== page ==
Understanding the importance of regulations in process instrumentation
Auma Italiana, a subsidiary of the German group Auma Riester GmbH & Co. KG, world leader in the motorization of industrial valves, benefits from the know-how acquired over many years of activity. Among the company's most appreciated activities is the ability to provide end users, manufacturers and engineering companies with knowledge and added value deriving from internationally recognised standards. After all, international standards are essential for the selection, installation, appropriate and safe use of industrial valves and electric actuators, especially in the face of rapid market changes and new customer requirements. We talked about this with Nicola Spreafico, Head of Auma Italiana's Oil&Gas Division.
Nicola Spreafico, Head of Auma Italiana's Oil&Gas Division
How does AUMA Italiana participate in the drafting of regulations?
Auma supports the collaboration of its experts in the work of the technical committees of the standardisation bodies - at national level UNI, DIN in Germany, at European level CEN and international level ISO. For example, in recent years we have been present in the working groups of ISO 5210 and ISO 5211, standards that standardise the coupling between actuators and quarter-turn and multi-turn valves. Today, the world of valves has to deal with system requirements that lead to increasingly higher pressures and dimensions, and the two standards did not fully cover the needs of the new market that was emerging; therefore the aim of the working group was to extend the range of flanges covered by these standards, correcting errors and filling existing gaps. A lot of work has been done on the two ISO standards, which represent for AUMA two fundamental standards for its activity, defining which is the interface to be used between actuator and valve.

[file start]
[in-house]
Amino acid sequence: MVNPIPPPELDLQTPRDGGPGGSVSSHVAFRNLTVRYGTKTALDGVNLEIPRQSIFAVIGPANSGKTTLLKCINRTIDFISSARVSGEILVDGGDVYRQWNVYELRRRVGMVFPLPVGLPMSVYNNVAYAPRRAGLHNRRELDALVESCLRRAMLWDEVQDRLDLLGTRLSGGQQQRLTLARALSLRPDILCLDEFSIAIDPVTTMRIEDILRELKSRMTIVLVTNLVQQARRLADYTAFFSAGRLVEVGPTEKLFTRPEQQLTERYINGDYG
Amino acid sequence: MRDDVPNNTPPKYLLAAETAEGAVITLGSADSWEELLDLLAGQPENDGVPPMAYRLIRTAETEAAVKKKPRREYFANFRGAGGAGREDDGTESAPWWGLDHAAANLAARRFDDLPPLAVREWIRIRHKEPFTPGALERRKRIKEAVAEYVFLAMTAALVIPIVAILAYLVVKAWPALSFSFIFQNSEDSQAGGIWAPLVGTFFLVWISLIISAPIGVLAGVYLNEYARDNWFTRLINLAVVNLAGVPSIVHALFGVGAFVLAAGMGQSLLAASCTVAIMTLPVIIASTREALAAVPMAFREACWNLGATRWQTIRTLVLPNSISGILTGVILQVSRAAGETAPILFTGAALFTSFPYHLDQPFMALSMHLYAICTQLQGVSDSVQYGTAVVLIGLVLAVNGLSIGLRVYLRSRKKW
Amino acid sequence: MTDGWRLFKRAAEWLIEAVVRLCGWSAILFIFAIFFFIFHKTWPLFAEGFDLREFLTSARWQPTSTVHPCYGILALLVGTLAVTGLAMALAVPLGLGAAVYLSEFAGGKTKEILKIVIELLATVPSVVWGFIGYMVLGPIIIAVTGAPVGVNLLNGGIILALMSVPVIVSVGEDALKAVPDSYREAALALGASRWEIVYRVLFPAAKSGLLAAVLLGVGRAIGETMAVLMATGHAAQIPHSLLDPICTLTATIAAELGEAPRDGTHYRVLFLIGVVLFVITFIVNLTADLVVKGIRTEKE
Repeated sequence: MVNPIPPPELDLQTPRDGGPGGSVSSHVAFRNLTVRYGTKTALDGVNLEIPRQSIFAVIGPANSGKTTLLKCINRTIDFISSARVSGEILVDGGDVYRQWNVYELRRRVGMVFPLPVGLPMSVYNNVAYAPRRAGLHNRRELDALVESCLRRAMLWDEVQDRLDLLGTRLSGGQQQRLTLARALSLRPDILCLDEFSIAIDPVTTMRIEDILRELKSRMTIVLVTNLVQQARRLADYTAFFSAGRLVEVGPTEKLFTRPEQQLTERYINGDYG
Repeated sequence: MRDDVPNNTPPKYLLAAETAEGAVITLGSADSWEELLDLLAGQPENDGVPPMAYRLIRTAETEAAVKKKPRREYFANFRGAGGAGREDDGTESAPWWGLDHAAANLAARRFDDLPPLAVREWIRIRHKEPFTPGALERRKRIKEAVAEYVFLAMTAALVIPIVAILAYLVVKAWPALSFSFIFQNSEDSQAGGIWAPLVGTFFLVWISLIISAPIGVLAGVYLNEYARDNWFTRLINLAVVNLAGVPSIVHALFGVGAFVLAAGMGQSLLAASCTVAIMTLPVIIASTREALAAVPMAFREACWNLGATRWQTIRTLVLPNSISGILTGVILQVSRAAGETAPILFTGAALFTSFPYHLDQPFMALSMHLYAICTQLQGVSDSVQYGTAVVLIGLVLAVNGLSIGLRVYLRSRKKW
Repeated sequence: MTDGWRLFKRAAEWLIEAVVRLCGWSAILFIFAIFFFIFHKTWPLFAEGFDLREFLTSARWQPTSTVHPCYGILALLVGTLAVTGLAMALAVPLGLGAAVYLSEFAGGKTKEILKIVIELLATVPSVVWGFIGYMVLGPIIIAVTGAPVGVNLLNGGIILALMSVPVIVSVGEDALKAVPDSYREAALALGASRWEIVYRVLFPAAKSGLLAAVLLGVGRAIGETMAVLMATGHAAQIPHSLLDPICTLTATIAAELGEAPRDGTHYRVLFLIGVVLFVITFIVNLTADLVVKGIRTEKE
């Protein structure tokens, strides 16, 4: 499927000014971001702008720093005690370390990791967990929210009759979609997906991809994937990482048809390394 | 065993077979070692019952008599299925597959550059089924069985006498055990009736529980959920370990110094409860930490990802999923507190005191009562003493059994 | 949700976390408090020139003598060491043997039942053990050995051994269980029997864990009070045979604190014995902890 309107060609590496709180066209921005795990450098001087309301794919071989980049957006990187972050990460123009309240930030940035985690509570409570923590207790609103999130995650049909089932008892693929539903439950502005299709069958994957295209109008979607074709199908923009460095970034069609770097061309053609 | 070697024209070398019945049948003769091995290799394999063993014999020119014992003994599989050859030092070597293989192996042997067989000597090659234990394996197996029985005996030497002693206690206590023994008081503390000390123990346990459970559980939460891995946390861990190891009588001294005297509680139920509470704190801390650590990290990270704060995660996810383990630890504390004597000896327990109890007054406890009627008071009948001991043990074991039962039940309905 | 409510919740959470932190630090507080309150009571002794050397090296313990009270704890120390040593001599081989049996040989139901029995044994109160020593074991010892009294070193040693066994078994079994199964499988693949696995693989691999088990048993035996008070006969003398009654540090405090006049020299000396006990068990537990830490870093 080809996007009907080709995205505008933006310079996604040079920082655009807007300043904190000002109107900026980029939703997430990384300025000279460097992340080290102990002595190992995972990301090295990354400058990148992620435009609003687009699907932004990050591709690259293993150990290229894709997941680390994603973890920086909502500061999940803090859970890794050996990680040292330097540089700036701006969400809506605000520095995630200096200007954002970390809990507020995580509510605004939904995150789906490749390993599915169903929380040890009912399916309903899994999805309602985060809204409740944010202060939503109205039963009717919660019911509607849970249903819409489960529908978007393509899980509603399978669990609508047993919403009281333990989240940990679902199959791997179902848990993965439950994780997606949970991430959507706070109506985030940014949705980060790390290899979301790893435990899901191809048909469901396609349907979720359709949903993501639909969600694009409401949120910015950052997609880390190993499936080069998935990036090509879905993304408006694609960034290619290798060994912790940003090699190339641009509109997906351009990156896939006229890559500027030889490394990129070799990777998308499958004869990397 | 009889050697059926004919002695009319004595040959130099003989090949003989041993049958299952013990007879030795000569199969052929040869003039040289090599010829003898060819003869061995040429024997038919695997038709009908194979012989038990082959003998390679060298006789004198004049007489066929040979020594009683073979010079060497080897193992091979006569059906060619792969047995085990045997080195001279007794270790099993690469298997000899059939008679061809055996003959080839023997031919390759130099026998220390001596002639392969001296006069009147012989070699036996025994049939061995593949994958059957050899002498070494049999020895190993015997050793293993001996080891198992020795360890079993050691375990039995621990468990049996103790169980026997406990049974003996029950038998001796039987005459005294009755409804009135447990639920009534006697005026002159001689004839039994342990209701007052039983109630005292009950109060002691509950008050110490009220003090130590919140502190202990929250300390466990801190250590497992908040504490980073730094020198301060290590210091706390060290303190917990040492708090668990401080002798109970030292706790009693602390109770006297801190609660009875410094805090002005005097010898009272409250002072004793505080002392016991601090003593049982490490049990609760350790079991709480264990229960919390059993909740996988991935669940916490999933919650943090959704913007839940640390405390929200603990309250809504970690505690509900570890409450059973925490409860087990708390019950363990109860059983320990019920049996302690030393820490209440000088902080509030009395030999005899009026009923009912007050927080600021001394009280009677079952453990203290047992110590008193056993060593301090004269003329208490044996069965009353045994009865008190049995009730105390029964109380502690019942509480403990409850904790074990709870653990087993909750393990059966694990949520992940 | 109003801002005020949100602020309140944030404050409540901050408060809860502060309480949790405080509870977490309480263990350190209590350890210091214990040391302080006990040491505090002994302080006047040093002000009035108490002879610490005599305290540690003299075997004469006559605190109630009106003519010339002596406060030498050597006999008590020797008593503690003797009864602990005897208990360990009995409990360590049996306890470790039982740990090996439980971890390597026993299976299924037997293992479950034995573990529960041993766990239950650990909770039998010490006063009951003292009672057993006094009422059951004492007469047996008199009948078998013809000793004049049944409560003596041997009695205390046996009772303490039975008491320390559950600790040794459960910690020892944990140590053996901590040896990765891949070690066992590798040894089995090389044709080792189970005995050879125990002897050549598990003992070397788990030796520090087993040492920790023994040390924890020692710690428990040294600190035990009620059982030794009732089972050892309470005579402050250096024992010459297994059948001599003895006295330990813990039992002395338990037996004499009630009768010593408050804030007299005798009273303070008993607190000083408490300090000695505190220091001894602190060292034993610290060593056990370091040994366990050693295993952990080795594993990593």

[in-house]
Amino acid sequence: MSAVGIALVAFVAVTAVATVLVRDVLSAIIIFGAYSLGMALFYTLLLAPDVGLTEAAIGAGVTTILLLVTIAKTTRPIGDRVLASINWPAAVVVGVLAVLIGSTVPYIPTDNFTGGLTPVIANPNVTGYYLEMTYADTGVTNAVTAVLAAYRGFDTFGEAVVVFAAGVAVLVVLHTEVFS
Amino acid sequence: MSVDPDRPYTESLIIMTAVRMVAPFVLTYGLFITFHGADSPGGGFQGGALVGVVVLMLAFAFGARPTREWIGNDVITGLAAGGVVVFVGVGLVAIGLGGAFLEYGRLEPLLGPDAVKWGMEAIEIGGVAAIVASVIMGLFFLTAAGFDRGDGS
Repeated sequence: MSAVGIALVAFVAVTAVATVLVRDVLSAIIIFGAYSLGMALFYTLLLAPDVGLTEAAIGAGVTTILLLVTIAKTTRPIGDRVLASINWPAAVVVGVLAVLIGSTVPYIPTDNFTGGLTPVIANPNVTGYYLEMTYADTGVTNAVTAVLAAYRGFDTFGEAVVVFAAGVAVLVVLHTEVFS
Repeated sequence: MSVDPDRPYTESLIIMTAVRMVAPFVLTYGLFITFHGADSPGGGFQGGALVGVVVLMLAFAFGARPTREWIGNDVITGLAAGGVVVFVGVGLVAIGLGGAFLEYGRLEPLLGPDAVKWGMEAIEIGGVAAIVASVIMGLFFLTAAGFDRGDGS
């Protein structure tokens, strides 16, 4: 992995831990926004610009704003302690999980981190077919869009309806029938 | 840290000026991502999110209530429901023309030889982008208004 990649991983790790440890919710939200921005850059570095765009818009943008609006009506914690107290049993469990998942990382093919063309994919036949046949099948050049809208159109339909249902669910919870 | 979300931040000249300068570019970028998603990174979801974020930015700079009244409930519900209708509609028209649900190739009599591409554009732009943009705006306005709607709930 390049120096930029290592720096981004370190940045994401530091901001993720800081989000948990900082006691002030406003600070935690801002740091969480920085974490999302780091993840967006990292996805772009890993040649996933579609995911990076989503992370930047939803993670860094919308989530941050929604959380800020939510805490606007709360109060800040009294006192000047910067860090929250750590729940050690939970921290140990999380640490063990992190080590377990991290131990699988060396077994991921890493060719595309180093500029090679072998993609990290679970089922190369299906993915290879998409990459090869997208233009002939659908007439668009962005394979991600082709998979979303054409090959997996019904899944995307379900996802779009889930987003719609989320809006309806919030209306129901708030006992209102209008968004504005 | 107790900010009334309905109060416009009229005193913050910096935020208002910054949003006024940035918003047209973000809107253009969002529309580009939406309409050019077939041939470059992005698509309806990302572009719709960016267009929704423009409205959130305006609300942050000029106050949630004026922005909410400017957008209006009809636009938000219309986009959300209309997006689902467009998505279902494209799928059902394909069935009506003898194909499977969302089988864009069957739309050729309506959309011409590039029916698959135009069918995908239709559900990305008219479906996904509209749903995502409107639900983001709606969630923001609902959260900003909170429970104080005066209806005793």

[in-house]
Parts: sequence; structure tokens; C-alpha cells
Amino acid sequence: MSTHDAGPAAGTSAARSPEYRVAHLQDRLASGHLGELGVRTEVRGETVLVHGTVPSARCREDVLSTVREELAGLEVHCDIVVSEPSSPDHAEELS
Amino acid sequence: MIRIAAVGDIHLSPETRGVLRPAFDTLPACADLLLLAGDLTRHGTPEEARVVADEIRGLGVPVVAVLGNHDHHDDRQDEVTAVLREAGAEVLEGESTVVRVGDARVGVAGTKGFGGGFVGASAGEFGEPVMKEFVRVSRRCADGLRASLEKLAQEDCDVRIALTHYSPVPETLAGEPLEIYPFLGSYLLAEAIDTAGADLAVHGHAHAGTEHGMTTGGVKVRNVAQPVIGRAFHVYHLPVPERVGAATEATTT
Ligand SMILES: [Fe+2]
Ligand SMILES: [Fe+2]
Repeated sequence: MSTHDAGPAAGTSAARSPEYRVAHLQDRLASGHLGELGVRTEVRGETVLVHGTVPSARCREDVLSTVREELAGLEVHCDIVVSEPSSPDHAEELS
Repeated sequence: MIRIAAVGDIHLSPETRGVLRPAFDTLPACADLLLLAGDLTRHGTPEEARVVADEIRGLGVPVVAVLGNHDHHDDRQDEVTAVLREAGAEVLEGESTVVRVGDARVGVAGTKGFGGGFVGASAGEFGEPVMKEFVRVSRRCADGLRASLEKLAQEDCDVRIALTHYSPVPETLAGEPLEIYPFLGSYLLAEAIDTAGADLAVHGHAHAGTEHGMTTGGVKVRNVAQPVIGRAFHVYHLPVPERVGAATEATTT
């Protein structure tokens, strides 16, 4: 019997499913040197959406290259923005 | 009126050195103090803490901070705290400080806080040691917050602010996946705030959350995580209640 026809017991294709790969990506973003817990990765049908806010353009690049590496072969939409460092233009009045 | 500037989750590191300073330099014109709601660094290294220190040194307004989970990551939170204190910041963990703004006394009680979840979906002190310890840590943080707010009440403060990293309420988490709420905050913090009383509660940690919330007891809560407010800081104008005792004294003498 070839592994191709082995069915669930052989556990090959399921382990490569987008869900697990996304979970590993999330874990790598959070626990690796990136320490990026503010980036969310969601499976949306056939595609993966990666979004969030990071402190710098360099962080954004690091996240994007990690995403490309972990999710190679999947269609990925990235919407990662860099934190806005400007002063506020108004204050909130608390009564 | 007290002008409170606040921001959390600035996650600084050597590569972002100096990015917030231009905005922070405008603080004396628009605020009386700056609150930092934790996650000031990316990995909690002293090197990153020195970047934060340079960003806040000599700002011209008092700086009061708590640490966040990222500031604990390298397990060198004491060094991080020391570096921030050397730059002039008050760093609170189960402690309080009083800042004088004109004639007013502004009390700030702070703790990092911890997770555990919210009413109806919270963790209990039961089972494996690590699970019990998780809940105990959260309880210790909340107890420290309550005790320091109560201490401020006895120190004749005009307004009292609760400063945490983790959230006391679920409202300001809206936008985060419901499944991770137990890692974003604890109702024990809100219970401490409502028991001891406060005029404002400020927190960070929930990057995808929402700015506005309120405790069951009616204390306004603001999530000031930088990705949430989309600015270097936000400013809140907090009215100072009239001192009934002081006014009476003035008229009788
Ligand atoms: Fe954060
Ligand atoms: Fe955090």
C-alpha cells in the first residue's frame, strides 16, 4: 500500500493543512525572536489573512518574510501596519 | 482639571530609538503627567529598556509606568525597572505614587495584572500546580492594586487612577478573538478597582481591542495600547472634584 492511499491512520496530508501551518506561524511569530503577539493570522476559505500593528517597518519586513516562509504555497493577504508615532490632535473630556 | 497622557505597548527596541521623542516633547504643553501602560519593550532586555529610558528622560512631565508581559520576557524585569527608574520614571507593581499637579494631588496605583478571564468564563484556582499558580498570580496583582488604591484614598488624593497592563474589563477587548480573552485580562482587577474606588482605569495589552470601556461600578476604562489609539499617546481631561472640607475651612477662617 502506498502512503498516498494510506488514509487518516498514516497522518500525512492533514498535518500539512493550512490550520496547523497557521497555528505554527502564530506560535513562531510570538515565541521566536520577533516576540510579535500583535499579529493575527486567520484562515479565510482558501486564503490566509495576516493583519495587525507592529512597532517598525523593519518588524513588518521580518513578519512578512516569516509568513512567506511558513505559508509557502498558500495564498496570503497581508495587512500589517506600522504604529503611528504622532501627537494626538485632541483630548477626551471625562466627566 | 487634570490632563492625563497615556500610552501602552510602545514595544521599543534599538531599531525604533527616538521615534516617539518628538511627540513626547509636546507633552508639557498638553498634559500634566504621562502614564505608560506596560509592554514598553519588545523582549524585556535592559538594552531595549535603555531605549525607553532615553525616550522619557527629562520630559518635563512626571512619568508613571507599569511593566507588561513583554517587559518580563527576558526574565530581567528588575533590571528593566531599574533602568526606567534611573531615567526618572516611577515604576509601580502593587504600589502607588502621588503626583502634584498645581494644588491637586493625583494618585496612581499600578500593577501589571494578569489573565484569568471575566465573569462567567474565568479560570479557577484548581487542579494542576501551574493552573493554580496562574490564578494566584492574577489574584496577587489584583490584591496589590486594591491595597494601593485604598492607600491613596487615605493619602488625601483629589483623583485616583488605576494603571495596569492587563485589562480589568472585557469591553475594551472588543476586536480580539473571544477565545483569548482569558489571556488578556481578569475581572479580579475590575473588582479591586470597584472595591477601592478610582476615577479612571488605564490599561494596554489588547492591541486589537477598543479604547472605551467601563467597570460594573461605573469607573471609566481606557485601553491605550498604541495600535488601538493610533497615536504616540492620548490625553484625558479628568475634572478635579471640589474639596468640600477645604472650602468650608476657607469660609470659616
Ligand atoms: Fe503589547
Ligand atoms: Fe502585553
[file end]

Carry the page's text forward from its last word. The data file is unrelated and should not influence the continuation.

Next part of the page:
What is the importance of standardisation in the world of valves?
At the ISO level, the manufacturer's knowledge of the product and the functionality of the product for the end user are two relevant factors to take into account when participating in the drafting of a standard. Cooperation, and above all the ability to connect the various parts of the supply chain - from the manufacturer to theend user via the engineering companies - are the drivers that must guide the activities of the members of the technical tables. In this way the standard becomes the fundamental basis for the three players in the supply chain: for theend user to draw up specifications in an informed and detailed manner, referring to or quoting the standard punctually; for the engineering company to more easily read the requests of its customer (end user) and forward these technical requests to the manufacturer; for the manufacturer to clearly understand the needs and meet the expectations, in production terms, of the company and therefore of the end user.
A standard, therefore, considering every single step of the process, simplifies the work of those who, like Auma Italiana, are involved in producing components: referring to a shared standard, or using it directly in a specification allows the sharing of a common dictionary that can be understood at several levels, from national to international, thus speeding up the development of projects and solving technical doubts more easily